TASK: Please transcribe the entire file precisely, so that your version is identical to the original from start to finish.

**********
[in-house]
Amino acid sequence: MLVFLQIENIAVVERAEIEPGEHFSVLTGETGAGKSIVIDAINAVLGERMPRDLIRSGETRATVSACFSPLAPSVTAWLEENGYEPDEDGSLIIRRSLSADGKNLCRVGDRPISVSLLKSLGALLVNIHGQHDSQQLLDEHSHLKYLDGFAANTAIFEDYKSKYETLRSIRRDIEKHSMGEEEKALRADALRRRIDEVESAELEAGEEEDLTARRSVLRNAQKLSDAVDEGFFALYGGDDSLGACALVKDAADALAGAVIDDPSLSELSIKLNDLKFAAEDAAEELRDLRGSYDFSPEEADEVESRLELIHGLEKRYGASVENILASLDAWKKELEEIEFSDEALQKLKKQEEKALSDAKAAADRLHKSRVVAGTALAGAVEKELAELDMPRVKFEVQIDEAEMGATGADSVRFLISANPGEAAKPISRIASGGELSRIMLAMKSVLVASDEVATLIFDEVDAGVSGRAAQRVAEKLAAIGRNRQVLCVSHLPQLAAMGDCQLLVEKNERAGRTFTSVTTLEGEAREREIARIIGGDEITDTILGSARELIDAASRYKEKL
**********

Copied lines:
[in-house]
Amino acid sequence: MLVFLQIENIAVVERAEIEPGEHFSVLTGETGAGKSIVIDAINAVLGERMPRDLIRSGETRATVSACFSPLAPSVTAWLEENGYEPDEDGSLIIRRSLSADGKNLCRVGDRPISVSLLKSLGALLVNIHGQHDSQQLLDEHSHLKYLDGFAANTAIFEDYKSKYETLRSIRRDIEKHSMGEEEKALRADALRRRIDEVESAELEAGEEEDLTARRSVLRNAQKLSDAVDEGFFALYGGDDSLGACALVKDAADALAGAVIDDPSLSELSIKLNDLKFAAEDAAEELRDLRGSYDFSPEEADEVESRLELIHGLEKRYGASVENILASLDAWKKELEEIEFSDEALQKLKKQEEKALSDAKAAADRLHKSRVVAGTALAGAVEKELAELDMPRVKFEVQIDEAEMGATGADSVRFLISANPGEAAKPISRIASGGELSRIMLAMKSVLVASDEVATLIFDEVDAGVSGRAAQRVAEKLAAIGRNRQVLCVSHLPQLAAMGDCQLLVEKNERAGRTFTSVTTLEGEAREREIARIIGGDEITDTILGSARELIDAASRYKEKL